SOS Children’s Villages supports individual children, young people and families so that they can thrive (photo: SOS Children’s Villages in Senegal).

Ziguinchor is located in the province of Ziguinchor, in the very south of Senegal. Around 300,000 people live in this city, which is largely separated from northern Senegal by the country of Gambia. Ziguinchor is growing economically thanks to the production of rice and peanut oil, but is also a tourist destination. However, the region is still marked by conflict and violence. In addition, girls are victims of the practice of female genital mutilation, which is widespread in Senegal.

Since 1998, SOS Children’s Villages has been supporting children, young people and families and advocating for their rights in Ziguinchor.

Of girls have undergone female genital mutilation

Female genital mutilation

Female genital mutilation (FGM), is, according to the World Health Organization, “all procedures involving partial or total removal of the female external genitalia or other injury to the female genital organs for non-medical reasons.” This practice is still prevalent in Senegal, and around two million girls and women have undergone FGM. In the province of Ziguinchor specifically, an estimated 68% of girls have undergone this procedure. Although it is illegal, FGM is often considered a religious duty, associated with social standing. The target to end FGM by 2030 will require a major push from the government.

People have been displaced

Violence and uncertainty

Ziguinchor is located in the Casamance region in southern Senegal. This area is at the centre of the Casamance conflict, a conflict between the Senegalese government and the Movement of the Democratic Forces of Casamance that has been ongoing since 1982. Although a ceasefire has been in place since 2014, sporadic violence still occurs. In the region, which is marked by insecurity, 40 000 people have been displaced and the region's economy has suffered. Traditionally, agriculture was the main source of income, but the presence of numerous unexploded landmines on an estimated 1.2 million square metres of land has affected this activity. Children are the most affected by the violence and insecurity.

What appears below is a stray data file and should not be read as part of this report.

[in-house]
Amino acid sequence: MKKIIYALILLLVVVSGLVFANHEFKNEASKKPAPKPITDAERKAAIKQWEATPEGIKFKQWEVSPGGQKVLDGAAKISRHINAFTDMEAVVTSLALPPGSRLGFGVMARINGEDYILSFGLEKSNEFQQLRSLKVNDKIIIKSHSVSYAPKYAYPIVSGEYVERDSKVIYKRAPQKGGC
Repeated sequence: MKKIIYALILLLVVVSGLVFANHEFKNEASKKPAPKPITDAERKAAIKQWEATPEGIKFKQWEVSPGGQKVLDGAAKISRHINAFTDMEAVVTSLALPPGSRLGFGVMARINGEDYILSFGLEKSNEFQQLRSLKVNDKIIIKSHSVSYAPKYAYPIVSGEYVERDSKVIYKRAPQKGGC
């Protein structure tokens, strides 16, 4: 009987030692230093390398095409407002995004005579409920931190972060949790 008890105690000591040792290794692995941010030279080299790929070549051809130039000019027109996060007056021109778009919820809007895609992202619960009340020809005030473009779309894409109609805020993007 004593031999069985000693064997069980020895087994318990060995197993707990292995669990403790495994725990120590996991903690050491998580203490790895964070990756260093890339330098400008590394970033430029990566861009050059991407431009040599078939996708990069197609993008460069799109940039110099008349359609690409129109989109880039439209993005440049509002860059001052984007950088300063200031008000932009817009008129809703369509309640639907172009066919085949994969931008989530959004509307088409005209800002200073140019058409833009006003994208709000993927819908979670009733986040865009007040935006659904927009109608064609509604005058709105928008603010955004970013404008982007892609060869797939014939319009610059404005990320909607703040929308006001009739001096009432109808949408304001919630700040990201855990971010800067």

Your support makes a difference for children in Ziguinchor

SOS Children’s Villages works with local partners and communities to offer a wide range of support that is adapted to the local context. We always work in the best interest of the children, young people and families.
Adults and children
Are supported in the community
Learn at our kindergartens and schools
Children and young people
Grow up in our care
Young people
Are supported on their way to independence
Siblings helping each other out. They grow up together, and often form bonds that last a lifetime (photo: SOS Children’s Villages in Senegal).

How your support helps in Ziguinchor

Strengthening vulnerable families and communities
When parents face hardships, they can sometimes struggle to give children the care they need. SOS Children’s Villages works with local partners and communities. Each family needs different support so that they can stay together. This support can include workshops on parenting and children’s rights. We also run trainings so that parents can get the skills they need to get a job or start businesses. Likewise, we ensure that children can get medical help and go to school.
Providing quality education
SOS Children’s Villages ensures that children and young people have access to high-quality education. We help them learn and develop in a safe and supportive environment. We train teachers on children’s rights and child-centered learning, so that each child can get the most out of their education. Young children spend time playing and learning at kindergarten. This prepares them for primary school.
Caring for children who cannot live with their families
Some children cannot stay with their families, even with additional support. When this happens, they can find a new home in SOS Children’s Villages. Here the children can build safe and lasting relationships. All the children in our care have access to education and healthcare. Wherever possible, we work closely with the children’s family of origin. If children can return to live with their families, we help them adapt to this change.
Supporting young people to become independent
To help young people become confident and independent, our local team works closely with each young person to develop a plan for their future. We support young people and also help them prepare for the labour market and increase their employment prospects. For example, young people can attend workshops and trainings run by SOS Children’s Villages. They also improve their skills through taking part in different projects with local mentors and businesses.